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Hulu Boss on How ‘The Mindy Project’ Helped Streamer Build Comedy Brand

By the time the opportunity came up for Hulu to pick up new seasons of former Fox comedy “The Mindy Project” as an original, the streamer had already been in the production game for four years. It started in 2011 with Morgan Spurlock’s docu-series “A Day in the Life” and expanded greatly in 2013 with such projects as the animated comedy “The Awesomes,” as well as the supernatural comedy “Deadbeat.” The move of “The Mindy Project” from the acquired streaming rights into its original content slate was not inexpensive, but Hulu’s head of content, Craig Erwich, still says it was a “no-brainer.”

“The show was still creatively excellent, and there was still clearly a demand for it,” Erwich says of the appetite around “The Mindy Project” when Hulu ordered a 26-episode fourth season in 2015. “And Mindy has a unique and endearing personality and sense of style and self-awareness of the comedy of the show that felt like a personification of all things Hulu.”

The first three seasons of “The Mindy Project” were strong performers for Hulu, which took quick notice of the devout fanbase around the show and around Mindy Kaling herself. Furthermore, though, Erwich says, Kaling was “always a part of the family” because she had worked with the streamer to promote its services to advertisers during upfronts ceremonies while they were licensing her show.

As an up-and-comer in the original content game, Hulu was then (and still is) looking to be an environment where “people can do their best, most authentic and creative work,” Erwich says. Hulu did not want to “put a stamp” on the show when ordering new episodes, but instead allow Kaling’s vision to live on. “Our job was just to be a facilitator and keep her connected to her audience,” Erwich says.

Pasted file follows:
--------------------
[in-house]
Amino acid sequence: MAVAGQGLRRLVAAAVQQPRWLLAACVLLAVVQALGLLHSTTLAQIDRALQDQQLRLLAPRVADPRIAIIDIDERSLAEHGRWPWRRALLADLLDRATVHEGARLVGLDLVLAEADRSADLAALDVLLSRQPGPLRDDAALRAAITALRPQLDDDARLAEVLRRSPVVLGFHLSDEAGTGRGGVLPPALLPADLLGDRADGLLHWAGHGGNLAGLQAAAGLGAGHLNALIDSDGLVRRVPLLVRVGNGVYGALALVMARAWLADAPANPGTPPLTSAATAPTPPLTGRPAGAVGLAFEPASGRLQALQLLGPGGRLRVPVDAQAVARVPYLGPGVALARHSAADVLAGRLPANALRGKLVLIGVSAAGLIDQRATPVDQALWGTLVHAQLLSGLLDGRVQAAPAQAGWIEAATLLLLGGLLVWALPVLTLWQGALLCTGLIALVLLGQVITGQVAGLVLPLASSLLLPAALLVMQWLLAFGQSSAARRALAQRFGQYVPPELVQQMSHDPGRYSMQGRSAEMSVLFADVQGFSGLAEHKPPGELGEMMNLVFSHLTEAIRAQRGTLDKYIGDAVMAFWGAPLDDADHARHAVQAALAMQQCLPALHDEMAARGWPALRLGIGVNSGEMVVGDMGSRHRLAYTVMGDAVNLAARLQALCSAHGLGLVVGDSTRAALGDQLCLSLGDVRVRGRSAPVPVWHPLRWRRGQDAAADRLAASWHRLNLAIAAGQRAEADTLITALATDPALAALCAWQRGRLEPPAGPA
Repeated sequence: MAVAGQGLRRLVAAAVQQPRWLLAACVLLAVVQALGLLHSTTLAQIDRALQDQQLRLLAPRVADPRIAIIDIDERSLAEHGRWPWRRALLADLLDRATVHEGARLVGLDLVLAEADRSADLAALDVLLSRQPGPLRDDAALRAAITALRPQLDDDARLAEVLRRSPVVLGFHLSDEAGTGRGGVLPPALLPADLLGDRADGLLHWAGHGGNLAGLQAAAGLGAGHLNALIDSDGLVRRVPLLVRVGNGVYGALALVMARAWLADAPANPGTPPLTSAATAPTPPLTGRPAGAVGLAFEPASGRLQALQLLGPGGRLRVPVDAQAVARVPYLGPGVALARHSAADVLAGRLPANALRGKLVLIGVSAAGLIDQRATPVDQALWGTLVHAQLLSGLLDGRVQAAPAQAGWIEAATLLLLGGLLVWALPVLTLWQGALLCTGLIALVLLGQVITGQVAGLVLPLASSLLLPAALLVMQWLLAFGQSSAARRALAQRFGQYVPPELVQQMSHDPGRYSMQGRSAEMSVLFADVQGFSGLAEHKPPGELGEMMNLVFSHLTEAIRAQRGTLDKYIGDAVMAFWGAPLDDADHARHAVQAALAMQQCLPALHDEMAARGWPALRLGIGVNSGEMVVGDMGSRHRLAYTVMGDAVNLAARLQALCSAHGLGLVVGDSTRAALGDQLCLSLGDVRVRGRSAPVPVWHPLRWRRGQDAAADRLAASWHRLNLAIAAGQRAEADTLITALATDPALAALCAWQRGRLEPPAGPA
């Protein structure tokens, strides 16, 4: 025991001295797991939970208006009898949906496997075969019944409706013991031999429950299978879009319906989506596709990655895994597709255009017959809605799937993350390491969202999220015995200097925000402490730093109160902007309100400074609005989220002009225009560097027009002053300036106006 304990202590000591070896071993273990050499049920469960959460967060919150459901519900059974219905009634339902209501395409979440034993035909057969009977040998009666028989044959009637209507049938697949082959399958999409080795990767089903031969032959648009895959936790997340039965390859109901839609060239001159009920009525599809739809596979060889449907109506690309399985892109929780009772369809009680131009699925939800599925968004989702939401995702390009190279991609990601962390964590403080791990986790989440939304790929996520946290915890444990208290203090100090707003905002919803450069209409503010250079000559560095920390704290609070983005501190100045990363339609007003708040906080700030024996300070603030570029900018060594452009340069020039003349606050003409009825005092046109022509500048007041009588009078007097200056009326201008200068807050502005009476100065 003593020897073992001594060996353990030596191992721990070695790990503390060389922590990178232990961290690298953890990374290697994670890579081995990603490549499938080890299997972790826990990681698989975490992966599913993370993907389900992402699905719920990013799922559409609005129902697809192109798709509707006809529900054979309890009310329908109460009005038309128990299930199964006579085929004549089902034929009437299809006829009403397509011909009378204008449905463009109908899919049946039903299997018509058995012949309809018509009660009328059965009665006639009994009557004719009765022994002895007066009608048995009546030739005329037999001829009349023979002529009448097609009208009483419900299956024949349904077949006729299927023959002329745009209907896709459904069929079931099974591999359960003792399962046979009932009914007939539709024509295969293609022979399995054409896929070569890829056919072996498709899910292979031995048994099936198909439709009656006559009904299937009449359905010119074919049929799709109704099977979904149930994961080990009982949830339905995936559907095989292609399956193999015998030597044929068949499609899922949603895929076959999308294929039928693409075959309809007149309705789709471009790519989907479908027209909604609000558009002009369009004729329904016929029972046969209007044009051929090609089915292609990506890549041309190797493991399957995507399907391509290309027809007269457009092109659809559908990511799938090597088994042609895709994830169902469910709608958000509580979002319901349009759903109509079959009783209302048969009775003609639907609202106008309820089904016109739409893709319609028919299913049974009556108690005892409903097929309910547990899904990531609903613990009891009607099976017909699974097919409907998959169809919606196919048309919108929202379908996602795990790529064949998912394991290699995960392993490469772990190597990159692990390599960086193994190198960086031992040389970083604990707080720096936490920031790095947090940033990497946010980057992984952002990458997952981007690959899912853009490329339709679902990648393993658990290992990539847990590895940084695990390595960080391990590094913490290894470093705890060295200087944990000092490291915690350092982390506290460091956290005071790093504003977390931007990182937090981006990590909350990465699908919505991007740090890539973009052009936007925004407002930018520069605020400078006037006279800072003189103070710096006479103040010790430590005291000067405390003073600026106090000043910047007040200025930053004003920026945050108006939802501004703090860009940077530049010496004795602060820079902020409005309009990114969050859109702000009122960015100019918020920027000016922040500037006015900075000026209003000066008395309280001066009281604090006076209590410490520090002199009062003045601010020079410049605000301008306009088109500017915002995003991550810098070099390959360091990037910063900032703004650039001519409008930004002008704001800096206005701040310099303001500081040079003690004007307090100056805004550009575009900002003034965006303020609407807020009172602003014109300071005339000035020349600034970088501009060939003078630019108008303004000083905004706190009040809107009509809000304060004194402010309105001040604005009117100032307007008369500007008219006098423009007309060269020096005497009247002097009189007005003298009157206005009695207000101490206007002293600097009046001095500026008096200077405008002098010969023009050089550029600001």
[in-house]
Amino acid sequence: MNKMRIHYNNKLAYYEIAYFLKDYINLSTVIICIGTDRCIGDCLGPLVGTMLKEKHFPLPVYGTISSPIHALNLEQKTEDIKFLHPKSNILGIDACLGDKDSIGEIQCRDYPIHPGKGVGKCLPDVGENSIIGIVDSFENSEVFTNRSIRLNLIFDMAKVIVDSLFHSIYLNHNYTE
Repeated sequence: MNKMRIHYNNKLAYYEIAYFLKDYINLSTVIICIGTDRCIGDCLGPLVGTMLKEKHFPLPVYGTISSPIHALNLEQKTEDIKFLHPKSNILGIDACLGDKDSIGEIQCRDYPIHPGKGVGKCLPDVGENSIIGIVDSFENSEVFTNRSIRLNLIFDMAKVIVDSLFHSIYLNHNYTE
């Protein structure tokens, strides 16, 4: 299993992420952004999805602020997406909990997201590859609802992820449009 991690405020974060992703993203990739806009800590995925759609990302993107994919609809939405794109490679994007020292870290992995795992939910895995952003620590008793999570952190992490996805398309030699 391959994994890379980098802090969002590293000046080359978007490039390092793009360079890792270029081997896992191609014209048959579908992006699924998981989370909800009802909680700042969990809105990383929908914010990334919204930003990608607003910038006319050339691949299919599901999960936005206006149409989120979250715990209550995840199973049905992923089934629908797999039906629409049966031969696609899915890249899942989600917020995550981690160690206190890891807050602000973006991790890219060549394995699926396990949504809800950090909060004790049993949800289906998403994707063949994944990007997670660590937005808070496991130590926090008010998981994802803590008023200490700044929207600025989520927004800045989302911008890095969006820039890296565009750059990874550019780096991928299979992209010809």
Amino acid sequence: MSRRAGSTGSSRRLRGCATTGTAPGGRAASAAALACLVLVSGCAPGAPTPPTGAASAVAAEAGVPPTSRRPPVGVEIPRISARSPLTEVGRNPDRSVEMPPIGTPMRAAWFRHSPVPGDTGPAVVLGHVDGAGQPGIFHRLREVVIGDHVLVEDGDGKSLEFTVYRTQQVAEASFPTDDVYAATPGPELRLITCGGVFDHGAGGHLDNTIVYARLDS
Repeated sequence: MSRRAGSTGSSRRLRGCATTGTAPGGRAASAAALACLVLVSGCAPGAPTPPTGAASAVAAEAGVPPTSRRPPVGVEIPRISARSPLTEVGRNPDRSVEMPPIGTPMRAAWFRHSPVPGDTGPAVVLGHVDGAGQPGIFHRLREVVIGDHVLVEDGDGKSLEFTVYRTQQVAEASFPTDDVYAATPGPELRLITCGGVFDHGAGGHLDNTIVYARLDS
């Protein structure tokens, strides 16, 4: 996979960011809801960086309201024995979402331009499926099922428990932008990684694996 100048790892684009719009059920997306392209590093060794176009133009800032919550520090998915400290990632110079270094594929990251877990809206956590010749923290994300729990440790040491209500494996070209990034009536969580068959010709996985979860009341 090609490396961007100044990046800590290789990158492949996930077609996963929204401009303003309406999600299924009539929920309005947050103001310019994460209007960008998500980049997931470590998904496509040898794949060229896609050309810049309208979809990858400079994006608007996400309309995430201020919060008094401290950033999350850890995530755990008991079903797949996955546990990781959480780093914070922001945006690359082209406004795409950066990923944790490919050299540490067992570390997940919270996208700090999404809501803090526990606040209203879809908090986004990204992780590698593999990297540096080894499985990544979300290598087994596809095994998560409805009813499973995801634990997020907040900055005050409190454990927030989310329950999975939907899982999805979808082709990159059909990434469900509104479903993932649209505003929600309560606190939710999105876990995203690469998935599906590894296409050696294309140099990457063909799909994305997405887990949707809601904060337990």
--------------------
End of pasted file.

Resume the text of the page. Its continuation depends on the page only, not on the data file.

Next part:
Picking up “The Mindy Project” helped Hulu further flesh out its comedy brand, as it was of a genre (romcoms) that was becoming increasingly rare. By continuing to provide new and celebrated content in that vein, opportunities opened up to service a specific kind of customer longer-term. “There was a small movie called ‘Joshy’ we picked up because we thought people who watched ‘The Mindy Project’ would like it,” Erwich says. “That’s how you build a service that has value for your viewers.”

A creator such as Kaling coming to Hulu also opened it up to other, bigger-name collaborations and business ventures. “Anytime someone like Mindy, who is revered in the comedy world, comes to your platform and says, ‘I want to work with these guys’ and can vouch for you, it creates opportunities. You’re only as good as your relationships,” Erwich says.

“Mindy has a unique and endearing personality and sense of style and self-awareness of the comedy of the show that felt like a personification of all things Hulu.”
Craig Erwich

Hulu has recently added Robert Smigel, Sarah Silverman, Seth Rogen and Evan Goldberg to that list of key comedic talent relationships.

But “The Mindy Project” also helped create critical and social buzz for Hulu because of the “brand and pop culture dynamo” that Erwich credits Kaling with being. She brought a “specific set of values” along with her “wholly original” show that had a “unique tone all its own.” All of these things combined led to Hulu increasing its subscribers, as well as increasing its accolades, acquisitions and roster of prolific programming.

“I’ve often said if you think about who is the best person to represent Hulu, it would be Mindy,” Erwich says. “There has been a weekly excitement when the shows are rolling out. People are talking about the show externally and internally, and people are talking about Hulu.”

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